The conclusion of Dr. King's letter can be thought to be comprised of the final three paragraphs. When he begins the conclusion, King begins the third-to-last paragraph with the words "Never before have I written so long a letter." By referring specifically to the letter itself, King is marking a transition from the content of his argument to his final thoughts and words. At this point the letter departs from King making claims of fact, value, and policy, and his tone shifts from that of a crusading activist to a man speaking directly to his audience about what his intention has been in crafting the argument.
The introduction of the letter can be thought to be comprised of the first twelve paragraphs. In them, King first explains why he is writing the letter, and why he is in Birmingham in the first place. He is answering a letter signed by local clergyman who claim that King's demonstrations are "unwise and untimely" and imply that he is an outside agitator who needs to leave and let the area officials resolve the issues at hand. King rebuts the idea that he is an outsider, because he believes that it is his job to address social injustice wherever it occurs. He outlines, in these opening paragraphs, what he and his followers are attempting to accomplish and their reasons and methods for doing so. The introduction is an assurance that he is not in Birmingham to create trouble or incite violence.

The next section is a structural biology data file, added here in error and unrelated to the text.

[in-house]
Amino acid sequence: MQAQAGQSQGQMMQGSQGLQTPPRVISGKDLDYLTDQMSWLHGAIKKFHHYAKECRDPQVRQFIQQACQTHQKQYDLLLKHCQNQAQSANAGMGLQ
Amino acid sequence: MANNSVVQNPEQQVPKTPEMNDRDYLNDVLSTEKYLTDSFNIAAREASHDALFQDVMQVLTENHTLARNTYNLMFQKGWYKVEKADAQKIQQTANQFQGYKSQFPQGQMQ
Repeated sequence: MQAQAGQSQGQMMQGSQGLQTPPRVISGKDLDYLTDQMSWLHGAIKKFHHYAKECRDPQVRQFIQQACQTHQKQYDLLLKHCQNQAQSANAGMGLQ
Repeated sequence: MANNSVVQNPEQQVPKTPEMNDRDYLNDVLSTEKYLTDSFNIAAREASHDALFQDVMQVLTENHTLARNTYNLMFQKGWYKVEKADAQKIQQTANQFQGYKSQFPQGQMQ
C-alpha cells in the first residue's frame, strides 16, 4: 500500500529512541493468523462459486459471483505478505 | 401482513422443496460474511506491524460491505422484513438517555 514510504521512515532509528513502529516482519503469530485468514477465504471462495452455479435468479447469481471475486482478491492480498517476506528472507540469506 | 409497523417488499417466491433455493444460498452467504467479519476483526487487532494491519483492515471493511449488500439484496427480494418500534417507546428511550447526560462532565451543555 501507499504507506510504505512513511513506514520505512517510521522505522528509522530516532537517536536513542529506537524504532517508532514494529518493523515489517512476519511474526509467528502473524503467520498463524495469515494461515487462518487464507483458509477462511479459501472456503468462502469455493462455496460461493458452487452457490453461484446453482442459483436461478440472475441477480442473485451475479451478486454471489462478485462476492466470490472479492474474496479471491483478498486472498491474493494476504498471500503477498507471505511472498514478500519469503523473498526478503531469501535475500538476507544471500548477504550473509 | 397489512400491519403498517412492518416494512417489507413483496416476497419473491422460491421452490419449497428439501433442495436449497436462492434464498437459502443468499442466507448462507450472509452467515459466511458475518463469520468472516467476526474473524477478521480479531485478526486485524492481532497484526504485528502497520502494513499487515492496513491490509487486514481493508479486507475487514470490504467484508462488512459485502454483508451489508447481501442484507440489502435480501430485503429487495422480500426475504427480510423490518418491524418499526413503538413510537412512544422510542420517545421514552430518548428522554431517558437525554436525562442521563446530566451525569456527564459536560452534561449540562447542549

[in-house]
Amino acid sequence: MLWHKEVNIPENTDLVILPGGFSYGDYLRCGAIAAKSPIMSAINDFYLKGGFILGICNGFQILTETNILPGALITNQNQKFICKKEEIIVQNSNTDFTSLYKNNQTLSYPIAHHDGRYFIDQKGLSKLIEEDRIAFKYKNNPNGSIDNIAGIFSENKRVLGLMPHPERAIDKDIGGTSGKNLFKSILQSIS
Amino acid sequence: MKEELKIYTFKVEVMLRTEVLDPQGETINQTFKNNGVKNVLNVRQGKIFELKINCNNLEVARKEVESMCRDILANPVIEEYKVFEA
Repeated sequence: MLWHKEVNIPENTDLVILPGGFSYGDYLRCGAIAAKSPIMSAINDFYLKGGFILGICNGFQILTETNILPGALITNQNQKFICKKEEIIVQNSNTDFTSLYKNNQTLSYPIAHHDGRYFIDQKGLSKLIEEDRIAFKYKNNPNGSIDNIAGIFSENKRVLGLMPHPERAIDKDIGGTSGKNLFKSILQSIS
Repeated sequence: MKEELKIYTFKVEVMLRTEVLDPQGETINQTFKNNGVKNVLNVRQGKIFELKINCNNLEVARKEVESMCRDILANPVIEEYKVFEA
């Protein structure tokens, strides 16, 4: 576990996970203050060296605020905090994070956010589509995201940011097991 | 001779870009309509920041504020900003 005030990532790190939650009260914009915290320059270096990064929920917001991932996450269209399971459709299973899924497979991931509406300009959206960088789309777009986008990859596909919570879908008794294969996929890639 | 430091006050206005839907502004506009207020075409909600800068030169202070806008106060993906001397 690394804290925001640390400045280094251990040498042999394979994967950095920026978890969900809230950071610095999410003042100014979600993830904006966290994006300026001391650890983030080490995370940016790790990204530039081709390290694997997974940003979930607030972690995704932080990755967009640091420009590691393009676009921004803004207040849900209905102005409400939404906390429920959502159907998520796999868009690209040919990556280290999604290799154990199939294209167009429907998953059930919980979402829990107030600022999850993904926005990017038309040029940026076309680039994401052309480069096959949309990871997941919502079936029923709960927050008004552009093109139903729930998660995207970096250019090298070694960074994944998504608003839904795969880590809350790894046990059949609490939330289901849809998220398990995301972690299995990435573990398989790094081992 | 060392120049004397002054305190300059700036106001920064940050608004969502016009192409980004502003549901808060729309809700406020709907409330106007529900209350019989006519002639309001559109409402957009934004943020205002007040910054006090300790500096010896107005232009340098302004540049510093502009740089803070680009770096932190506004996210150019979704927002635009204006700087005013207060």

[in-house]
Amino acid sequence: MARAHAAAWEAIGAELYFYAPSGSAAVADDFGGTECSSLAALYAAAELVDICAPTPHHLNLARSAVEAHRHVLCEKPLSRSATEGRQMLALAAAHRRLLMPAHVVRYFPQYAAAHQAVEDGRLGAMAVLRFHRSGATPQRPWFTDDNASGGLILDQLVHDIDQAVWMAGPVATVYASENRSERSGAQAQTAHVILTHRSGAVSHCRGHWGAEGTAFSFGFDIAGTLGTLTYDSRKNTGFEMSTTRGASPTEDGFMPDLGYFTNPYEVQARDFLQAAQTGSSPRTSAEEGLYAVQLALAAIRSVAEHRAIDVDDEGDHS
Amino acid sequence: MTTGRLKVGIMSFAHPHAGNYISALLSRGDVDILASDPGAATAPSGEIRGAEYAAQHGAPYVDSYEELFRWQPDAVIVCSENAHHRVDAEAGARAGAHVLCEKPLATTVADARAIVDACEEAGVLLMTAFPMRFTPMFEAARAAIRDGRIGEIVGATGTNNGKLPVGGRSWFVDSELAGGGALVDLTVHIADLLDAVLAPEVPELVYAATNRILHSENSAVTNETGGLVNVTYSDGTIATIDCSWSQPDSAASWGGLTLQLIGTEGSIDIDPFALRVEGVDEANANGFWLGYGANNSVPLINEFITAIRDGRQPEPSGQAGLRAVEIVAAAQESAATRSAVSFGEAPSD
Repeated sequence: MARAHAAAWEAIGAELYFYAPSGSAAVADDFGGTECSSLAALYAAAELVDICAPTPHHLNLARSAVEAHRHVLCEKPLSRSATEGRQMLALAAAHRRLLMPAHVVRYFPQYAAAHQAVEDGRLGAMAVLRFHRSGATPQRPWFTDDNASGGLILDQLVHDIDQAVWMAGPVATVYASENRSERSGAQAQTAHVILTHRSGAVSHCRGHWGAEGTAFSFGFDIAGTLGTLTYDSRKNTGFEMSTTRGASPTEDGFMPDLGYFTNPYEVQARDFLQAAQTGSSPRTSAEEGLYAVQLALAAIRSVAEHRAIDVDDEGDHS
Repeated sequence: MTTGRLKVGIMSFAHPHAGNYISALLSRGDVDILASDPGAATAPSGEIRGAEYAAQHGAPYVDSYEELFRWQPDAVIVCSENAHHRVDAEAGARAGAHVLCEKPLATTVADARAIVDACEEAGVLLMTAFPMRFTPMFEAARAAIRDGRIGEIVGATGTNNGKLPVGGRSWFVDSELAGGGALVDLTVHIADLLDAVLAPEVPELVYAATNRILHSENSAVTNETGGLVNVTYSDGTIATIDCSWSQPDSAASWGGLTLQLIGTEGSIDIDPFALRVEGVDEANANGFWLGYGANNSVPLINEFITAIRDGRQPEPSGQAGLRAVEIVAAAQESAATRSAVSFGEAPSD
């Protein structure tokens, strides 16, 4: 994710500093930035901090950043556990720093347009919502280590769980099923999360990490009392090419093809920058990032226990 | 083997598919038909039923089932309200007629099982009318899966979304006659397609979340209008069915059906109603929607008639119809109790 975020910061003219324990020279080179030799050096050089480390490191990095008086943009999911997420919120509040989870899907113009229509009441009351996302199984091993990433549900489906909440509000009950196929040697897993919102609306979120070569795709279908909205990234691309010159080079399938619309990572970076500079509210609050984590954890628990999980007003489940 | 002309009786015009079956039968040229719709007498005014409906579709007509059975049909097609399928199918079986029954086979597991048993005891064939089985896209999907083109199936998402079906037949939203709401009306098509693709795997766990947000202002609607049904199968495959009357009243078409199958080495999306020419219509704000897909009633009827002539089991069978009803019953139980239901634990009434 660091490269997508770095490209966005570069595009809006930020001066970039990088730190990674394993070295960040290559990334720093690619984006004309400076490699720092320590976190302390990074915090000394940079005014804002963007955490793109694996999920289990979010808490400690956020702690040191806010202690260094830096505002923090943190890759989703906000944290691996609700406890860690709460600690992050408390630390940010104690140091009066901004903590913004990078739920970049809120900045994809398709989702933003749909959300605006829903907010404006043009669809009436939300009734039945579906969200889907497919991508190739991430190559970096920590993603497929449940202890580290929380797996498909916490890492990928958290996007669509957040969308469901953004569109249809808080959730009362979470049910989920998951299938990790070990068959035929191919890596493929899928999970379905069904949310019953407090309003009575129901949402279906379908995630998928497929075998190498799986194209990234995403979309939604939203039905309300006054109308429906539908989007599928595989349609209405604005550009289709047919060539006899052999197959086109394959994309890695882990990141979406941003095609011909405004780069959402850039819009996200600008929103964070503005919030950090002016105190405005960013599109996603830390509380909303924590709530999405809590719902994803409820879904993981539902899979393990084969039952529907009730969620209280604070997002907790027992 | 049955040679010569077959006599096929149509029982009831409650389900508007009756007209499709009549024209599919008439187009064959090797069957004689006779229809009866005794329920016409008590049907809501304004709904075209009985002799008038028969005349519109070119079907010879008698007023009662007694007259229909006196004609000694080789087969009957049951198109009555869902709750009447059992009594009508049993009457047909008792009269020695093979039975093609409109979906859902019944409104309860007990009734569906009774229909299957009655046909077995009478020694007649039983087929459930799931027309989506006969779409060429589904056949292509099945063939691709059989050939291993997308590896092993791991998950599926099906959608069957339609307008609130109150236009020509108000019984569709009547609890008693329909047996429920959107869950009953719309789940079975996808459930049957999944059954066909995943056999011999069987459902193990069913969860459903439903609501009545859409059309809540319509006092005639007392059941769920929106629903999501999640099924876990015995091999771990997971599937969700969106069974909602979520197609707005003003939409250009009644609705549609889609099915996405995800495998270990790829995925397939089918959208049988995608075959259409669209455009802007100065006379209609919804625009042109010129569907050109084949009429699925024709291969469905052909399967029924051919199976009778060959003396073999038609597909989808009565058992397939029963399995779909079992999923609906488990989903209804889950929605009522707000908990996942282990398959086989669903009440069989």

The rest of the body paragraphs constitute the "middle" of King's letter. In it, he lays out a reasoned argument with appeals to ethos, logos and pathos, using rhetorical techniques including anecdote, analogy, firsthand and secondhand evidence as well as concession and refutation, to build his argument that the civil rights of African Americans must be fully and freely granted in the country.